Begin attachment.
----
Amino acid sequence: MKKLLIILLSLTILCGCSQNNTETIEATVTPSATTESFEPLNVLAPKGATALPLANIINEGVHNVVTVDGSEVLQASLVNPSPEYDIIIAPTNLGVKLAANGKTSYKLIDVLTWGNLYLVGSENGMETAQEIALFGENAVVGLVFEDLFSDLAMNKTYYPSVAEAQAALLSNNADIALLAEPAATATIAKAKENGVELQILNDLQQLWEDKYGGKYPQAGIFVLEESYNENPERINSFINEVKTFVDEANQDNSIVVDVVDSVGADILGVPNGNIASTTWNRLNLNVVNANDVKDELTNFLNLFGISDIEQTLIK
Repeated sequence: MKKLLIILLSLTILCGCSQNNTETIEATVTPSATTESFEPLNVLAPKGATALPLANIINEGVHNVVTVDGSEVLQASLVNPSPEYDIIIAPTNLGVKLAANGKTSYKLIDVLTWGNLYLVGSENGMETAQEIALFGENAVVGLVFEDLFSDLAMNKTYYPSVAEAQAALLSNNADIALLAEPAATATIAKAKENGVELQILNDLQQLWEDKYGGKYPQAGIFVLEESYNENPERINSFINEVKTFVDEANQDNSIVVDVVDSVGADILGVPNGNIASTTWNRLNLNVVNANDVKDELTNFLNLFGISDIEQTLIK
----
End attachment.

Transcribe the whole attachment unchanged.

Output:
Amino acid sequence: MKKLLIILLSLTILCGCSQNNTETIEATVTPSATTESFEPLNVLAPKGATALPLANIINEGVHNVVTVDGSEVLQASLVNPSPEYDIIIAPTNLGVKLAANGKTSYKLIDVLTWGNLYLVGSENGMETAQEIALFGENAVVGLVFEDLFSDLAMNKTYYPSVAEAQAALLSNNADIALLAEPAATATIAKAKENGVELQILNDLQQLWEDKYGGKYPQAGIFVLEESYNENPERINSFINEVKTFVDEANQDNSIVVDVVDSVGADILGVPNGNIASTTWNRLNLNVVNANDVKDELTNFLNLFGISDIEQTLIK
Repeated sequence: MKKLLIILLSLTILCGCSQNNTETIEATVTPSATTESFEPLNVLAPKGATALPLANIINEGVHNVVTVDGSEVLQASLVNPSPEYDIIIAPTNLGVKLAANGKTSYKLIDVLTWGNLYLVGSENGMETAQEIALFGENAVVGLVFEDLFSDLAMNKTYYPSVAEAQAALLSNNADIALLAEPAATATIAKAKENGVELQILNDLQQLWEDKYGGKYPQAGIFVLEESYNENPERINSFINEVKTFVDEANQDNSIVVDVVDSVGADILGVPNGNIASTTWNRLNLNVVNANDVKDELTNFLNLFGISDIEQTLIK